It was about 27 years ago when mainstream media had its first desirable, strong, fit female role model. We can thank Linda Hamilton's role in Terminator 2: Judgement Day for that. Her lean, sinewy, muscled body became the new physique for women to aspire to and men to find desirable, sexy, and appealing.
When Kerri Keegan started lifting weights in high school, she remembers people telling her “oh, just make sure you don’t get too big.” But she never let it bother her, and she says that she has seen a huge shift in mentality over the past few years. Now the high school girls she coaches say that they don’t want to be skinny. They want abs and muscles. Keegan feels that this is in part due to shifts in marketing, popularity of women’s sports, and the positive image and morals that many elite athletes are promoting. Most women that Keegan talks to now aspire to look like and appreciate the physiques of the elite-level CrossFit women in the sport.
At Wodapalooza, an annual crossfit and fitness festival held in Miami, saw 1,700 athletes and 30,000 spectators gather for the multi-day event. Divisions like the adaptive standing and seated divisions had athletes with prosthetics doing more burpees than most people with all their limbs. The popularity of Wodapalooza attracted female competitors ranging in age from 10 years to 55 years old.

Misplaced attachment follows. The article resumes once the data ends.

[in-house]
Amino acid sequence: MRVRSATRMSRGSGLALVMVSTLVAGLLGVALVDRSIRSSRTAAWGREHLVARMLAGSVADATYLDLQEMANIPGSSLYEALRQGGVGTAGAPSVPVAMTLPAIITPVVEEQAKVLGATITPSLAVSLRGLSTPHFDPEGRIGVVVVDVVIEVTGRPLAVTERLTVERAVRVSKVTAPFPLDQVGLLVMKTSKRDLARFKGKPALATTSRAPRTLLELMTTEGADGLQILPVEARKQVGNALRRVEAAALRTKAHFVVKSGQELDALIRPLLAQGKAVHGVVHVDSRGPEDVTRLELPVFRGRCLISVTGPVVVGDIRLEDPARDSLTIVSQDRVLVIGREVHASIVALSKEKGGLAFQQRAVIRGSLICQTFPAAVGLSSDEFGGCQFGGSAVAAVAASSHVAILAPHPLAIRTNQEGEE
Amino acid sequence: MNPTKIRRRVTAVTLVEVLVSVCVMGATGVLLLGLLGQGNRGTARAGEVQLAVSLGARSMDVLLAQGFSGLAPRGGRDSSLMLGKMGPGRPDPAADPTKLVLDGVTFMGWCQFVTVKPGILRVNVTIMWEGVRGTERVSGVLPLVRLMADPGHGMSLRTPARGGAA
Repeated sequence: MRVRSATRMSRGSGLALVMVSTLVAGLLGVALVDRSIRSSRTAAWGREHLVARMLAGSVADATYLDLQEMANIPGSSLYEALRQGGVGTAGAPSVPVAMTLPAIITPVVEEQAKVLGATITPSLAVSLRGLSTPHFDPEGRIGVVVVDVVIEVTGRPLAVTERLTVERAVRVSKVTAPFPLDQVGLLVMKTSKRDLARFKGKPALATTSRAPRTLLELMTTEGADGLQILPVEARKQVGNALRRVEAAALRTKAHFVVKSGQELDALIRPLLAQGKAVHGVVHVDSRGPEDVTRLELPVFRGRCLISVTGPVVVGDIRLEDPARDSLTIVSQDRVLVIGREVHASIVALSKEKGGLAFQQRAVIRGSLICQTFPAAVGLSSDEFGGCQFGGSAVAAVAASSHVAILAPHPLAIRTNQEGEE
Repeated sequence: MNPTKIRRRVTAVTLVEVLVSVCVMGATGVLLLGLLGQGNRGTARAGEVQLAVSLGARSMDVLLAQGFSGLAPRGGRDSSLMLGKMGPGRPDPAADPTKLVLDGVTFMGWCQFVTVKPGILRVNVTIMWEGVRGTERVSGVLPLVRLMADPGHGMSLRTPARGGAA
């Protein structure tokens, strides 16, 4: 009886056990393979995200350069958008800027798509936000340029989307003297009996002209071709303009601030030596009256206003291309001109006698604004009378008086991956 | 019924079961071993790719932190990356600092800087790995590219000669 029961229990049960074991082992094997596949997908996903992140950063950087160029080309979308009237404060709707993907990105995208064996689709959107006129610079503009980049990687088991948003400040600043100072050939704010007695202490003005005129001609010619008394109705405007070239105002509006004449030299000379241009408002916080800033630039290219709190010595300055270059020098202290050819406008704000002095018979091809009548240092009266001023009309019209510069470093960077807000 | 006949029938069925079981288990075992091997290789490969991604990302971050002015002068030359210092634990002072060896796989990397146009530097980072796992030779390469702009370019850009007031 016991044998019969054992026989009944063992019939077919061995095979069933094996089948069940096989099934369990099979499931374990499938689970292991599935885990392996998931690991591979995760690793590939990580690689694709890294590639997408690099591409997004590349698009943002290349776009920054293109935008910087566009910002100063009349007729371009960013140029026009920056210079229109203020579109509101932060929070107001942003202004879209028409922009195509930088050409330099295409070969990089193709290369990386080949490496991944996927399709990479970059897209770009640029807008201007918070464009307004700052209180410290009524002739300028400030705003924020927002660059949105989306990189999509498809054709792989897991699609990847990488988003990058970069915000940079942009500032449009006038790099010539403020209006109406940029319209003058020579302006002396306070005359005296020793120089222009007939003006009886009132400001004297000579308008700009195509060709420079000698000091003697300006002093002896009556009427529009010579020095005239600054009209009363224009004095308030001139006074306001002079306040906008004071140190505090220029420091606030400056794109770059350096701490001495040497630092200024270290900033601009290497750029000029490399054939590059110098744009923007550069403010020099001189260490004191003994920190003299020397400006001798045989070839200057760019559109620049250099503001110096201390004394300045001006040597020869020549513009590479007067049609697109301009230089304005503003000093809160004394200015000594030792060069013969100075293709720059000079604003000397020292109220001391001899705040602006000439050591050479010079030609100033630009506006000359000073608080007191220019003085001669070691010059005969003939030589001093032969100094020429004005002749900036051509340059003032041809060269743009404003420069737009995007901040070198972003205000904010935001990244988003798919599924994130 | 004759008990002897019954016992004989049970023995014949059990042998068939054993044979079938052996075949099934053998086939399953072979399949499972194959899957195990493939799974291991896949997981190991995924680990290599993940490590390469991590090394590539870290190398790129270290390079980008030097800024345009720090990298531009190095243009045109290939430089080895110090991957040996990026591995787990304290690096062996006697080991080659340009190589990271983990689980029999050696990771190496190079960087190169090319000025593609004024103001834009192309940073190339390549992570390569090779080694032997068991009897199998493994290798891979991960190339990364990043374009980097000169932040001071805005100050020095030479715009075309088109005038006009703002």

The first ever Wodapalooza was held seven years ago and had a mere 62 female competitors. Now, in 2018, there were 847 women competing from all over the world. That is a 1,282% increase in less than a decade. It is easy to see where the trend in strong and fit women is going.
Although many women still have the irrational fear that weight training equals getting bulky and too big, the recent fitness movement encourages women to be both strong mentally and physically, and it seems that guys are going for it too. In terms of what is attractive, Keegan said, “Guys seem to find it very attractive that I have such an investment in my fitness. Not only in the way it makes me look, but the confidence it gives me, and the dedication and passion that is apparent from training in that capacity. It’s always funny at the gym when I’m at a new place and me a 5 foot 115 lb female is doing 198 lb clean and jerks and squatting the same as a big guy beside me, haha… it always turns into a conversation starter.”